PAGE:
Conservation and reuse of reclaimed wastewater: A marriage of necessity

Conservation and reuse of reclaimed wastewater: A marriage of necessity

As the population of Texas increases and requires a more abundant water supply, big decisions loom regarding new water sources, growing volumes of wastewater effluent, and the impacts on our land, environment, and other species in which we coexist. A new way of thinking is taking root since traditional approaches to water management are generally viewed as deficient in the face of current water-related challenges. It promises a more viable, alternative approach. One Water is not an entirely new concept,…

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As food supply chain breaks down, farm-to-door CSAs take off

As food supply chain breaks down, farm-to-door CSAs take off

From California to Maine, the movement known as community supported agriculture (CSA) is booming. Members buy a share of a farm’s often organic harvest that gets delivered weekly in a box. CSA programs almost everywhere report a surge in memberships and growing waiting lists. “The interest in getting local, fresh, organic produce just has skyrocketed during this crisis,” Redmond said. Read more from Eric Westervelt with NPR here. 

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Agriculture science looking downward for the future of feeding the world

Agriculture science looking downward for the future of feeding the world

Healthy fertile soil. It makes the grass and plants grow, which feeds people as well as livestock, which in turn are eaten by people. Dr. Nicole Wagner, assistant professor in the Department of Agriculture at Texas State University, doesn’t mince words when it comes to soil. “We really need to be focused on soil regeneration,” she says. Wagner, who teaches soil science courses, explains that soil regeneration could be the solution to increasing harvests, reducing chemicals and pesticides in agriculture,…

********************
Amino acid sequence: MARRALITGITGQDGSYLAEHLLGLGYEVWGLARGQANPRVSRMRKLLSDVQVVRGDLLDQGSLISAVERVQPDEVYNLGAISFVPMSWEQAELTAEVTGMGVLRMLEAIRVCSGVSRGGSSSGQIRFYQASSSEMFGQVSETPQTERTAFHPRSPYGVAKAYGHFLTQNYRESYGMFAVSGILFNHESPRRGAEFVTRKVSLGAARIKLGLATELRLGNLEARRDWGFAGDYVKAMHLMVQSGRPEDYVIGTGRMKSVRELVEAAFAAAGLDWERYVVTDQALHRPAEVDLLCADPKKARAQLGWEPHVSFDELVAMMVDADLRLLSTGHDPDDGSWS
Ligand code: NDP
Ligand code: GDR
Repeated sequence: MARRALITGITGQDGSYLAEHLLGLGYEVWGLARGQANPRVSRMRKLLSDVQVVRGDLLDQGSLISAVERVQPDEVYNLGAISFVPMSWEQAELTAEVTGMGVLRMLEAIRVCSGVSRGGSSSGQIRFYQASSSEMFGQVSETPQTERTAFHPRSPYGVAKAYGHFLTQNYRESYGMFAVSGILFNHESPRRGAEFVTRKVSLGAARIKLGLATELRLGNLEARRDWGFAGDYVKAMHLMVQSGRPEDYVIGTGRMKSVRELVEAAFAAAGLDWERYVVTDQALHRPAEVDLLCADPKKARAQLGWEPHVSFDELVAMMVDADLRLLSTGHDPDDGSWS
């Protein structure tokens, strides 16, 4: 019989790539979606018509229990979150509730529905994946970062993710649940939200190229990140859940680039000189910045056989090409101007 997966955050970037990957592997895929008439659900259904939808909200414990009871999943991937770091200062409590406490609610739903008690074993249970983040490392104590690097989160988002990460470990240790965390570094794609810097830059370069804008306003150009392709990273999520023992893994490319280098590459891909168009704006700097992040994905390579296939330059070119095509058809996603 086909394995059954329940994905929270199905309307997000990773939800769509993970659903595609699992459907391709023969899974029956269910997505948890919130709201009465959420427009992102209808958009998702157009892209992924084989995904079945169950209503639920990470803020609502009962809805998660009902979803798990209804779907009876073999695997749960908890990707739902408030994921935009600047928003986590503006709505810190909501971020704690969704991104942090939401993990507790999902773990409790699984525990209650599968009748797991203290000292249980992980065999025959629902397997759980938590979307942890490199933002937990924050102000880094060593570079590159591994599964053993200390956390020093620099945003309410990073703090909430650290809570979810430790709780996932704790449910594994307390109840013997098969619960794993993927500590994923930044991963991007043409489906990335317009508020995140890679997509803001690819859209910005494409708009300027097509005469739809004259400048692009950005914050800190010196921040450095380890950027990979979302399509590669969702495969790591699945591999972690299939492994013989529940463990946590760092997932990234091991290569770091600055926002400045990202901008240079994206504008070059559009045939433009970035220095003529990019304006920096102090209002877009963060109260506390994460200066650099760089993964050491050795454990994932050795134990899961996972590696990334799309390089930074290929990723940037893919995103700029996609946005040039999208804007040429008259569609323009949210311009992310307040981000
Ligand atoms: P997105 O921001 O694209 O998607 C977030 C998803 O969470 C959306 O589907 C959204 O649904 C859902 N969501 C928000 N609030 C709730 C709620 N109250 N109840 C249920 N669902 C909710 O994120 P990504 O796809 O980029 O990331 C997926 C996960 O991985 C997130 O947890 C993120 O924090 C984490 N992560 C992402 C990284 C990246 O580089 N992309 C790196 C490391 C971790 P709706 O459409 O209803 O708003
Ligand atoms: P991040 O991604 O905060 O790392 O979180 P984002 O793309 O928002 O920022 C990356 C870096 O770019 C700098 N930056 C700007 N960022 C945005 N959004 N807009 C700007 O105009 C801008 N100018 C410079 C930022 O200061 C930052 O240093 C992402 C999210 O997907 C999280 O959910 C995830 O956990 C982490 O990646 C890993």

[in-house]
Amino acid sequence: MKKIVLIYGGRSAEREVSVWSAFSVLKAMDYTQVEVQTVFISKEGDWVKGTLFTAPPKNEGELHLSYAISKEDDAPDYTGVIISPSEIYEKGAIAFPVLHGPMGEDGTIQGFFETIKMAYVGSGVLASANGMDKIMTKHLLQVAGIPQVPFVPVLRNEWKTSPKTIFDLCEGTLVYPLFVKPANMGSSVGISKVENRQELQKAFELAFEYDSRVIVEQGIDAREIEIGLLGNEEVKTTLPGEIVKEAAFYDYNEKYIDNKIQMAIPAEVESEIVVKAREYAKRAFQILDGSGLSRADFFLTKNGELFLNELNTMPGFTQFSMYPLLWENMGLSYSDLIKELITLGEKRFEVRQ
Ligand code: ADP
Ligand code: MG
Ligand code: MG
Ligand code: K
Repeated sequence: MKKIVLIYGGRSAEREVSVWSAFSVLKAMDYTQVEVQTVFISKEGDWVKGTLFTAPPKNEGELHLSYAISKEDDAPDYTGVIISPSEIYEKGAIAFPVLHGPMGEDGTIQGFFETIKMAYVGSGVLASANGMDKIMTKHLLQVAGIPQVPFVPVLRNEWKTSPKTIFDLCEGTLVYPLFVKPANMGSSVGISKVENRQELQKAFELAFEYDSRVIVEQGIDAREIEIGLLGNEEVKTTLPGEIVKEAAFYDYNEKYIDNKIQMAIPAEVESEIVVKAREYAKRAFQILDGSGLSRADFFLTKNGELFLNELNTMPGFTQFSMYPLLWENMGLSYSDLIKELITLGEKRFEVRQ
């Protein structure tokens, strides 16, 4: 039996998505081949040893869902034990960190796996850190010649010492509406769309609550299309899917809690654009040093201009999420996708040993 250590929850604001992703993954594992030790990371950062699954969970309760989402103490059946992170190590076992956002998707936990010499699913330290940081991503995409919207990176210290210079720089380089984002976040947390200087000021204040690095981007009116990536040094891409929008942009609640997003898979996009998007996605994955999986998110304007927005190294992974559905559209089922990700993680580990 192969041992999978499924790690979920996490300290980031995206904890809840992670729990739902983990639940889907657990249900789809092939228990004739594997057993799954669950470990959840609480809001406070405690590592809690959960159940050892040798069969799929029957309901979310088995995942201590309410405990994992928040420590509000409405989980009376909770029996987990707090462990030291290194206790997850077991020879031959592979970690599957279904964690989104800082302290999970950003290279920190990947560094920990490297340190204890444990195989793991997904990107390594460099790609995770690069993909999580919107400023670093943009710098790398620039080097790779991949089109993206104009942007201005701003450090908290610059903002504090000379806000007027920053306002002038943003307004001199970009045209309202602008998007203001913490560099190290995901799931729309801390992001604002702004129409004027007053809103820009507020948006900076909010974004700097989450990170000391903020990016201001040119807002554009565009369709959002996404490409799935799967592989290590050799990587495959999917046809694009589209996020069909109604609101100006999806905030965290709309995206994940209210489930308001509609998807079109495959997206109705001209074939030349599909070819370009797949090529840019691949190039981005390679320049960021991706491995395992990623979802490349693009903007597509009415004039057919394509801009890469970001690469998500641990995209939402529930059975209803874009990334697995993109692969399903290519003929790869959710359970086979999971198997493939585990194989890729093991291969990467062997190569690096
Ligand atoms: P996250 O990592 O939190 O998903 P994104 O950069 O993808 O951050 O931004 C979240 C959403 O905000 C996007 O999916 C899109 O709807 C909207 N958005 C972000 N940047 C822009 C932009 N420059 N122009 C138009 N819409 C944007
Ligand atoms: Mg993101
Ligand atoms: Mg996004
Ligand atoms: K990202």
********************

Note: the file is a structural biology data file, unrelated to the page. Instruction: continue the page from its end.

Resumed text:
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Food supply anxiety brings back Victory Gardens

Food supply anxiety brings back Victory Gardens

“Small things count,” read a headline in the tiny, insistent pamphlet published by the National War Garden Commission in 1919. The pitch made gardening a civic duty. The victory garden movement began during World War I and called on Americans to grow food in whatever spaces they could — rooftops, fire escapes, empty lots, backyards. It maintained that there was nothing more valuable than self-sufficiency, than working a little land, no matter how small, and harvesting your own eggplant and…

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Central Texas Gardener: PBS show producer offers tips

Central Texas Gardener: PBS show producer offers tips

Your garden need not be cancelled! Central Texas Gardener producer Linda Lehmusvirta offers pandemic-proof advice for growing food and sprucing up your yard. Spring and early summer are always a good time to get out in the garden—but of course, our notion of “getting out” this spring has changed, and how. Yet gardening and staying safe aren’t mutually exclusive. Read more from Andrew Keys with The Texas Wildflower here. 

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COVID-19 relief for farmers, ranchers

COVID-19 relief for farmers, ranchers